Tricycles have their niche in urban transportation, but not a few of them are infamous for being environmentally harmful. The traditional tricycle can be a noisy, smoke-belching bane to the motoring public. A pair of companies has announced that they are aiming to change all that—by turning to electric power.
The vehicle manufacturer is Emotors Inc., the country’s first manufacturer of electric tricycles. The company is headed by a well-known figure in the Philippine automotive industry, Elizabeth H. Lee. Ms. Lee was chief operating officer of Universal Motors Corporation, and also had several terms as president of the Chamber of Automotive Manufacturers of the Philippines Inc.
Emotors will manufacture and promote the use of an e-tricycle called the ZüM (pronounced “zoom”). The company is reportedly the first electric tricycle manufacturer to be registered with the Board of Investment’s Motor Vehicle Development Program under Executive Order 156, and under EO226 or Investments Priority Plan.
The manufacturer will team up with logistics company Air21. Air21 expects to reduce its carbon footprint and increase its environmental friendliness by incorporating the use of the electric tricycles within its fleet. It also aims to lower its running costs by using electricity rather than gasoline, which is a potentially cheaper “fuel.”
“We are proud to team up with Air21 in our common goal of environmental responsibility by choosing to use clean, zero emission vehicles to help clean our air and help mitigate the effects of climate change, while at the same time support local manufacturing and generate jobs,” says Beth Lee, EMotors CEO.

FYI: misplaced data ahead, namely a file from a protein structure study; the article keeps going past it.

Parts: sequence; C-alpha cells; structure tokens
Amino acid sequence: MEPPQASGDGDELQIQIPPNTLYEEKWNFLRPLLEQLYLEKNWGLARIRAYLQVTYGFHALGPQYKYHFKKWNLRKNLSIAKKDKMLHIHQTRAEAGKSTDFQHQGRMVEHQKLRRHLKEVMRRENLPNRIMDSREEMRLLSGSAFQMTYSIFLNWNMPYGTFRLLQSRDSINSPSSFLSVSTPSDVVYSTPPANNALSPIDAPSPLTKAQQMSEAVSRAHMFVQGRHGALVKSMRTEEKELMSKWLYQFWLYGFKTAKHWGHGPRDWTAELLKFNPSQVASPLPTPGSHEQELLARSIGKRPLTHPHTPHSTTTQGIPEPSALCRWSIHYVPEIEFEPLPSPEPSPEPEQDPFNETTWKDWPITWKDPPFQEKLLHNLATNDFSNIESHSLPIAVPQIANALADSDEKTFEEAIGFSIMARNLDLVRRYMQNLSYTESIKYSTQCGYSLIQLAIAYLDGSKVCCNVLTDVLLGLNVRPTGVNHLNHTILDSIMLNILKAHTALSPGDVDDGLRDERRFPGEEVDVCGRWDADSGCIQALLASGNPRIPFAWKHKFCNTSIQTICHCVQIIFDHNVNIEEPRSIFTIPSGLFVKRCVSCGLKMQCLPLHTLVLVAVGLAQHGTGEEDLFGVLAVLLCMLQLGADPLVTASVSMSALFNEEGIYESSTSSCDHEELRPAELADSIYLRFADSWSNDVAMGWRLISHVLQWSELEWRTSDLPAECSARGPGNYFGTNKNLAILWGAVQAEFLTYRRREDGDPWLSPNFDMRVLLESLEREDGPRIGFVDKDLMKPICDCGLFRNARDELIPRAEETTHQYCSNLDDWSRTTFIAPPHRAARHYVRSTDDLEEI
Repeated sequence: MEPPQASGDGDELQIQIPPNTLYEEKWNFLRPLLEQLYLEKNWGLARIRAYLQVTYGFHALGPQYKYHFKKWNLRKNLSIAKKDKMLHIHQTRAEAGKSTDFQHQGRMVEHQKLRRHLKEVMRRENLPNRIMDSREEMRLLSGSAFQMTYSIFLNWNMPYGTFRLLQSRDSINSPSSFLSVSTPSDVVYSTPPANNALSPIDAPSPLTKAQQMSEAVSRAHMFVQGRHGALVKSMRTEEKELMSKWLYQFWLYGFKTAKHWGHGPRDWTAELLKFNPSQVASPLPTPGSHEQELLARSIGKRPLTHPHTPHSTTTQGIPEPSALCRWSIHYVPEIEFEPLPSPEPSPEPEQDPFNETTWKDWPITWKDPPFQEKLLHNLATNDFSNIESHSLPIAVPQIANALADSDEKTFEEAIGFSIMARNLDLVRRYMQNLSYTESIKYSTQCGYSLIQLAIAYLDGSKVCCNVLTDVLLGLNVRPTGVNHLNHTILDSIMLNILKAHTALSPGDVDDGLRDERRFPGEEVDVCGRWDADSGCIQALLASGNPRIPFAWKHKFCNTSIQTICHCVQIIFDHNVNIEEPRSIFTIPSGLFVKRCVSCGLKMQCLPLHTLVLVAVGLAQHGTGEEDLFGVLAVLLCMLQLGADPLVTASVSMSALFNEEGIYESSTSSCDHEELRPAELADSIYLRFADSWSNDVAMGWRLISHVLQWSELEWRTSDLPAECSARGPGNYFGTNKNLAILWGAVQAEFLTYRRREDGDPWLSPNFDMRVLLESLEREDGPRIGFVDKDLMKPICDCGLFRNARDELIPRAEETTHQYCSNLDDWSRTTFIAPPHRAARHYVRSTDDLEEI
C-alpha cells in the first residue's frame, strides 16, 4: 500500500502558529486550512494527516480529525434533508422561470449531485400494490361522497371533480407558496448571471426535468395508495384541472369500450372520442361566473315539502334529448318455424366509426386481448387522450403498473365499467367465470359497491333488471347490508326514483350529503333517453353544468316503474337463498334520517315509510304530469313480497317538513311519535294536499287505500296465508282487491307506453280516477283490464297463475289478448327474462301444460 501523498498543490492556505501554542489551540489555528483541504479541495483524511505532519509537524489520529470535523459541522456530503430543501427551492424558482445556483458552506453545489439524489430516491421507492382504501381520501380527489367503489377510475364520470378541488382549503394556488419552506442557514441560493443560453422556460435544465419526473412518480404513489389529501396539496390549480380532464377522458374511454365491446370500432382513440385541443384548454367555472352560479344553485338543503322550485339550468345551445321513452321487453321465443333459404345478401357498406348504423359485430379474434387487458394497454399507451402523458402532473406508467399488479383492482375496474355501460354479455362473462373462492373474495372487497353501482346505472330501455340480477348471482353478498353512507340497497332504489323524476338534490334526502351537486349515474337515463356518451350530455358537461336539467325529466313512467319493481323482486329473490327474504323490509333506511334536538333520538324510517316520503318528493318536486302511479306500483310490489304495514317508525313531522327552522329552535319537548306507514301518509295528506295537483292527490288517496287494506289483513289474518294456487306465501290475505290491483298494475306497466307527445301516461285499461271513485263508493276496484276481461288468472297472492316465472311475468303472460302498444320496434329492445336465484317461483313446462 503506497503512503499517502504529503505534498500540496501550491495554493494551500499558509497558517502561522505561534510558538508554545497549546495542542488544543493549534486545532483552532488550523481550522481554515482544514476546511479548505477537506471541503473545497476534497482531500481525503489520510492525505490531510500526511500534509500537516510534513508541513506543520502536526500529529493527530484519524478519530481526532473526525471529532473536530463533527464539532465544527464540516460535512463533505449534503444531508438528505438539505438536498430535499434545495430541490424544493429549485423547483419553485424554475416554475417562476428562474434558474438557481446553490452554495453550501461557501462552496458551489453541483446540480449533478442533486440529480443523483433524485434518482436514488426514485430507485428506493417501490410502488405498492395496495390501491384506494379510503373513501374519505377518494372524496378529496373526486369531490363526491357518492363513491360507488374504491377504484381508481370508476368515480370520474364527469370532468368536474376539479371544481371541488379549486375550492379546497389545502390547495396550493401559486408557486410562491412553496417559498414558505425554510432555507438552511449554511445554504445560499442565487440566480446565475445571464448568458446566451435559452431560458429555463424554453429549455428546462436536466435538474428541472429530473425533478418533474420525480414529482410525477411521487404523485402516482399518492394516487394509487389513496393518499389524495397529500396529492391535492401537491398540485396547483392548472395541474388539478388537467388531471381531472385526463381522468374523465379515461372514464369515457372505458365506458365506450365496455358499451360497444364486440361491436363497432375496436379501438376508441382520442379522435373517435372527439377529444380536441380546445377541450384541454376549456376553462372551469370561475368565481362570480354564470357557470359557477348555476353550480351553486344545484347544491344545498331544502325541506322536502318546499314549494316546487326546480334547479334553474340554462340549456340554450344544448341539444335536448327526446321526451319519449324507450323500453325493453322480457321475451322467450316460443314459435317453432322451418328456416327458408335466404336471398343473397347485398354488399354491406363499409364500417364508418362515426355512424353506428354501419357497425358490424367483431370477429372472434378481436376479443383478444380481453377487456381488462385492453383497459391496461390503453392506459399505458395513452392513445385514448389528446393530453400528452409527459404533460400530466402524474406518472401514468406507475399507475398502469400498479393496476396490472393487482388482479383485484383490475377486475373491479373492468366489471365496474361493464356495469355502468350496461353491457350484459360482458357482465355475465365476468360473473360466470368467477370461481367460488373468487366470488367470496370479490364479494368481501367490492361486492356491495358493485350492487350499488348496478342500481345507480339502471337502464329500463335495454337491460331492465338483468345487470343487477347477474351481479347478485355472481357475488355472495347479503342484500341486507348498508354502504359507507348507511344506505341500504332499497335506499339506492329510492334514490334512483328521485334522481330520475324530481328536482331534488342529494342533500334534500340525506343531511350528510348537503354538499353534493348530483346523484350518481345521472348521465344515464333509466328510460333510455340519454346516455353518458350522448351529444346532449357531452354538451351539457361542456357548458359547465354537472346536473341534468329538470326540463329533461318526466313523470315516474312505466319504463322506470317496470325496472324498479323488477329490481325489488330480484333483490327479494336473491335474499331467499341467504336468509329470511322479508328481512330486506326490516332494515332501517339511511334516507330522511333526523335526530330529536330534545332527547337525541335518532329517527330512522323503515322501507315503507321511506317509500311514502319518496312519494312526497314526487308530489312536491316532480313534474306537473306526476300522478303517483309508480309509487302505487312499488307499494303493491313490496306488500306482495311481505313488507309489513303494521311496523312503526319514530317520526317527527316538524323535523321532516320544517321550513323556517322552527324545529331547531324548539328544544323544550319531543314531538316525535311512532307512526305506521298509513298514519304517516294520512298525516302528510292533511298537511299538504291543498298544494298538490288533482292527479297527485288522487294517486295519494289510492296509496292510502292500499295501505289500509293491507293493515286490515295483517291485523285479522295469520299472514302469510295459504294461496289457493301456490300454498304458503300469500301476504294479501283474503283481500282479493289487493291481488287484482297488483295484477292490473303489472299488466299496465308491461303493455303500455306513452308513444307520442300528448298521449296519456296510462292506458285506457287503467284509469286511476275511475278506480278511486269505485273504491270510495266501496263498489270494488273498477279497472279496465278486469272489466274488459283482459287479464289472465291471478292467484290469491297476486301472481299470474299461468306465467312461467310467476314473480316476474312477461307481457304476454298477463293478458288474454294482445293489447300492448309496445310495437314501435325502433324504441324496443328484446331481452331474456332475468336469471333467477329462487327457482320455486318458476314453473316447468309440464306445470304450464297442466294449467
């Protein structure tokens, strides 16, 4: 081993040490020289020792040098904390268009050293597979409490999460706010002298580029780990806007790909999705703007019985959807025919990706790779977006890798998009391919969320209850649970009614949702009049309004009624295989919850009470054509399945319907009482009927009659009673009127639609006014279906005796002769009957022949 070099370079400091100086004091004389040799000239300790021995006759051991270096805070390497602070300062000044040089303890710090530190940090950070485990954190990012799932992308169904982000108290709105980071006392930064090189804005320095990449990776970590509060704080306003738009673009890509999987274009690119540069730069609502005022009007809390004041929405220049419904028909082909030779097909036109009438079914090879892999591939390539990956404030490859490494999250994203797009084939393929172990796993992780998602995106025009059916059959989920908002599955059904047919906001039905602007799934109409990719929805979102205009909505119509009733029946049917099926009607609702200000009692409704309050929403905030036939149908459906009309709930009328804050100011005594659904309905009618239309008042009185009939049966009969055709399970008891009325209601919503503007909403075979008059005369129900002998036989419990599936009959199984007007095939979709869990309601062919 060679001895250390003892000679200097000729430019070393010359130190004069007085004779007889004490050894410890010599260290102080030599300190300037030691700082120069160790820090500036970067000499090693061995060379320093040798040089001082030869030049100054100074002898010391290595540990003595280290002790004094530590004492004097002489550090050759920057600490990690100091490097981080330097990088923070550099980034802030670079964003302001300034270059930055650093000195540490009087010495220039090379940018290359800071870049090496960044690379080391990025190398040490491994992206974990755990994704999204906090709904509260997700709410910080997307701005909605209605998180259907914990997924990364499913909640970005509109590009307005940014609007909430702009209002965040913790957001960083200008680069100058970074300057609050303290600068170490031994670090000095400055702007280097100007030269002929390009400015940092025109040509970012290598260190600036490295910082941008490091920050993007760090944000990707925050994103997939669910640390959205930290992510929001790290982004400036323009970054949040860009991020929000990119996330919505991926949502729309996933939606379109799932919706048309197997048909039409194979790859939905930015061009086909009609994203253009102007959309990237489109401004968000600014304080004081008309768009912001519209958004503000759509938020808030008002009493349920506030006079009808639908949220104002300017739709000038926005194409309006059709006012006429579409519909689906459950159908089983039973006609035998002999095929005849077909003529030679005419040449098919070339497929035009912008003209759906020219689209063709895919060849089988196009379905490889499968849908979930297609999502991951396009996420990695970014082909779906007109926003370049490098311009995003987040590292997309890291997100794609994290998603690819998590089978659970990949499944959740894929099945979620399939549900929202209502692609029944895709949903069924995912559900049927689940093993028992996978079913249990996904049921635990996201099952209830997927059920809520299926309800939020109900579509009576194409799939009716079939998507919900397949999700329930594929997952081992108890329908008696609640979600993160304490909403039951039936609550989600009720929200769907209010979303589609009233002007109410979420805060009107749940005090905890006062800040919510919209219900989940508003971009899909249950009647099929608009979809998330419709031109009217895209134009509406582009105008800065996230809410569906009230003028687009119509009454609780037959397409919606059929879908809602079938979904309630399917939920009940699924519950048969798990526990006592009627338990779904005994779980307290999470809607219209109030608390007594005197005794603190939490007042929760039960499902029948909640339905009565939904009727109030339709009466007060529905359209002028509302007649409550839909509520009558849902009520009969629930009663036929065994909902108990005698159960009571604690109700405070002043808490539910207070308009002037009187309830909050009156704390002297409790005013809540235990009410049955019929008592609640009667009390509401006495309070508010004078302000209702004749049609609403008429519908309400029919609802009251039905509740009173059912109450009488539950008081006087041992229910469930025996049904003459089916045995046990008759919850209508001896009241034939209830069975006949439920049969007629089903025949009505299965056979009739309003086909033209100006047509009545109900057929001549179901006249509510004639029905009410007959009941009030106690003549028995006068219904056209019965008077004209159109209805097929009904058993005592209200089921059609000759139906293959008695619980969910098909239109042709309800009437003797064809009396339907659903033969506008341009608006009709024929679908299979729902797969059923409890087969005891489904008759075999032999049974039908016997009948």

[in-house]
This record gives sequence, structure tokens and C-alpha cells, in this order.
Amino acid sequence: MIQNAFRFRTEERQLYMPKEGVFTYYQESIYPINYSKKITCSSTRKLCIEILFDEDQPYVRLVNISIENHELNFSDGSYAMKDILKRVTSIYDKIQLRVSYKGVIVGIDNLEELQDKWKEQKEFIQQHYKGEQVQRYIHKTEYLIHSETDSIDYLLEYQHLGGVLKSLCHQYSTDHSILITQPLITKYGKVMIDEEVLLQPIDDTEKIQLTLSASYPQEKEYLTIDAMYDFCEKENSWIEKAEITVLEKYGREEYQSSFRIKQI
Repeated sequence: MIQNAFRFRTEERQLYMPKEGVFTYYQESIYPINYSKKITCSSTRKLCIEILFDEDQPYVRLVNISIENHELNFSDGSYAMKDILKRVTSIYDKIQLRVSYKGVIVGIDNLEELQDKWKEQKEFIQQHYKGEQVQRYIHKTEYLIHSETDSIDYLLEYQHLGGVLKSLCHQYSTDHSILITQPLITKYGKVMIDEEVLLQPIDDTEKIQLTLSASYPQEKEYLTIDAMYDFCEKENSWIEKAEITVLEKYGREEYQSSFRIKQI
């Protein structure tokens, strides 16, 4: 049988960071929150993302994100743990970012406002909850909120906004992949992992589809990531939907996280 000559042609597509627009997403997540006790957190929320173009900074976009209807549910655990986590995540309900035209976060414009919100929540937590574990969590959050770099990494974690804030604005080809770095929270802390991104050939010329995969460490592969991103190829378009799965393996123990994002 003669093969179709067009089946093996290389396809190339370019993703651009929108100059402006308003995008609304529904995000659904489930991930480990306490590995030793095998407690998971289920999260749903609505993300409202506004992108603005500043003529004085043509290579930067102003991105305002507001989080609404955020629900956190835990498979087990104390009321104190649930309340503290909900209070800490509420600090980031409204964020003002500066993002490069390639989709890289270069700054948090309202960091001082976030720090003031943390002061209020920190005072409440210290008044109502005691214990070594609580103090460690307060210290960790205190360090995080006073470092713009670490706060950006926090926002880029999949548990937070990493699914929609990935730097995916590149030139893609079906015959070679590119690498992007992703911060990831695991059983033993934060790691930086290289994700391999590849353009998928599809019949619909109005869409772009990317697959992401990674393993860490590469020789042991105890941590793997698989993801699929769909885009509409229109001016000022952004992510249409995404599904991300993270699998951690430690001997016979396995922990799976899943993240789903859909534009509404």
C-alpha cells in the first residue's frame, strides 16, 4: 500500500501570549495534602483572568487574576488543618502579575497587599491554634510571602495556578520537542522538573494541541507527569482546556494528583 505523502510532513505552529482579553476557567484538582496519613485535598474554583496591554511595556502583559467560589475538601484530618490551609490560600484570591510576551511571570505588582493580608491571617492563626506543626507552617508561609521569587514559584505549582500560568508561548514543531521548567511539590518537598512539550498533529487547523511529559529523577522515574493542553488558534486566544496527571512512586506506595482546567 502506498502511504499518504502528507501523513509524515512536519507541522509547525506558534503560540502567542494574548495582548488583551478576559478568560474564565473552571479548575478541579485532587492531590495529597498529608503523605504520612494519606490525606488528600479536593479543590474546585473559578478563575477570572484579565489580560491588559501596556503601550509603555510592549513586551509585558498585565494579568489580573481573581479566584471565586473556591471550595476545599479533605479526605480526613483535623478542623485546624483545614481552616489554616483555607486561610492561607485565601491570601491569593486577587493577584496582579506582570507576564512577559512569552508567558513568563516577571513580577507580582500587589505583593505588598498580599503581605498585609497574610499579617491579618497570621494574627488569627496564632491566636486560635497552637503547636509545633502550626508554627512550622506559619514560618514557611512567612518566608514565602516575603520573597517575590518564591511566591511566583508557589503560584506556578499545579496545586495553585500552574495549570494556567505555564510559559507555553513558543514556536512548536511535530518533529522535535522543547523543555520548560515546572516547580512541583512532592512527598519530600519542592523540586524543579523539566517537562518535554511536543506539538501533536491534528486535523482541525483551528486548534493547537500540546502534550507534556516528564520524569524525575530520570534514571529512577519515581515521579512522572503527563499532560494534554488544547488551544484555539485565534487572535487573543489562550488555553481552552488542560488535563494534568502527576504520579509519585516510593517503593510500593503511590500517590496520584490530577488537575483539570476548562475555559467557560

“As the leading provider of logistics solutions in the country, we are always looking for innovative ways to increase our efficiency to better serve our clients while at the same time, fulfill our environmental policies by helping clean our air by incorporating the ZüM electric vehicles in our fleet,” says Mr. Jerry Jara, Air21 CEO.
Complete stories on our Digital Edition newsstand for tablets, netbooks and mobile phones; 14-issue free trial. About to step out? Get breaking alerts on your mobile.phone. Text ON INQ BREAKING to 4467, for Globe, Smart and Sun subscribers in the Philippines.
Disclaimer: The comments uploaded on this site do not necessarily represent or reflect the views of management and owner of Bandera. We reserve the right to exclude comments that we deem to be inconsistent with our editorial standards.
Copyright © 2013
To subscribe to the Philippine Daily Inquirer newspaper in the Philippines, call +63 2 896-6000 for Metro Manila and Metro Cebu or email your subscription request here.
Factual errors? Contact the Philippine Daily Inquirer's day desk. Believe this article violates journalistic ethics? Contact the Inquirer's Reader's Advocate. Or write The Readers' Advocate: c/o Philippine Daily Inquirer Chino Roces Avenue corner Yague and Mascardo Streets, Makati City, Metro Manila, Philippines Or fax nos. +63 2 8974793 to 94